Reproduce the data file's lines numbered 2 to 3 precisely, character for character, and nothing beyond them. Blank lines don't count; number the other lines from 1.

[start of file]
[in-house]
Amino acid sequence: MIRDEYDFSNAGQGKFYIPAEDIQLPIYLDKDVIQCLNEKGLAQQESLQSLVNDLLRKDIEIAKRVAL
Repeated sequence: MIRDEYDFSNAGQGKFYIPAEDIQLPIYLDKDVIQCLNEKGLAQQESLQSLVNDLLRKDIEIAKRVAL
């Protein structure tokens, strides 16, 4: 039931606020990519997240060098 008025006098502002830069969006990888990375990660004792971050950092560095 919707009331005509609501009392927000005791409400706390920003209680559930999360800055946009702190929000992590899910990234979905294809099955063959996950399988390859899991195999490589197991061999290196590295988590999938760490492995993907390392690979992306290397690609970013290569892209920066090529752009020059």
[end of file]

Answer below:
Amino acid sequence: MIRDEYDFSNAGQGKFYIPAEDIQLPIYLDKDVIQCLNEKGLAQQESLQSLVNDLLRKDIEIAKRVAL
Repeated sequence: MIRDEYDFSNAGQGKFYIPAEDIQLPIYLDKDVIQCLNEKGLAQQESLQSLVNDLLRKDIEIAKRVAL